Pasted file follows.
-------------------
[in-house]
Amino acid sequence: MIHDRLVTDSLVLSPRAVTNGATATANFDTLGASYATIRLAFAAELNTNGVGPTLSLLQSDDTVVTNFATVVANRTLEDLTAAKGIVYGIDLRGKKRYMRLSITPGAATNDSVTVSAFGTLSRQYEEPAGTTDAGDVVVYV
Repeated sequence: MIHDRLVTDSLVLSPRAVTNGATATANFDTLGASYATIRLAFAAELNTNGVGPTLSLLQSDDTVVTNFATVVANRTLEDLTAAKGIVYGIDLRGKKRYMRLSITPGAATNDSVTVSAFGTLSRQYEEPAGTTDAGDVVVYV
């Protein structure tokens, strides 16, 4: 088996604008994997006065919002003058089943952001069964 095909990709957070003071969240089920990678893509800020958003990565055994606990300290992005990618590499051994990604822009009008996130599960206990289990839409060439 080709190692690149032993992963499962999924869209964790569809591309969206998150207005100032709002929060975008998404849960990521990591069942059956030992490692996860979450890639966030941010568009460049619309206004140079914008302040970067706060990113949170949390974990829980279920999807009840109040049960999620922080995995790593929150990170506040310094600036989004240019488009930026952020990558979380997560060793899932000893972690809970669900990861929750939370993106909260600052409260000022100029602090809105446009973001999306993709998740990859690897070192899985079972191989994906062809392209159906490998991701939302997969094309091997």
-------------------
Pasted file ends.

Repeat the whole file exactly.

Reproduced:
[in-house]
Amino acid sequence: MIHDRLVTDSLVLSPRAVTNGATATANFDTLGASYATIRLAFAAELNTNGVGPTLSLLQSDDTVVTNFATVVANRTLEDLTAAKGIVYGIDLRGKKRYMRLSITPGAATNDSVTVSAFGTLSRQYEEPAGTTDAGDVVVYV
Repeated sequence: MIHDRLVTDSLVLSPRAVTNGATATANFDTLGASYATIRLAFAAELNTNGVGPTLSLLQSDDTVVTNFATVVANRTLEDLTAAKGIVYGIDLRGKKRYMRLSITPGAATNDSVTVSAFGTLSRQYEEPAGTTDAGDVVVYV
């Protein structure tokens, strides 16, 4: 088996604008994997006065919002003058089943952001069964 095909990709957070003071969240089920990678893509800020958003990565055994606990300290992005990618590499051994990604822009009008996130599960206990289990839409060439 080709190692690149032993992963499962999924869209964790569809591309969206998150207005100032709002929060975008998404849960990521990591069942059956030992490692996860979450890639966030941010568009460049619309206004140079914008302040970067706060990113949170949390974990829980279920999807009840109040049960999620922080995995790593929150990170506040310094600036989004240019488009930026952020990558979380997560060793899932000893972690809970669900990861929750939370993106909260600052409260000022100029602090809105446009973001999306993709998740990859690897070192899985079972191989994906062809392209159906490998991701939302997969094309091997």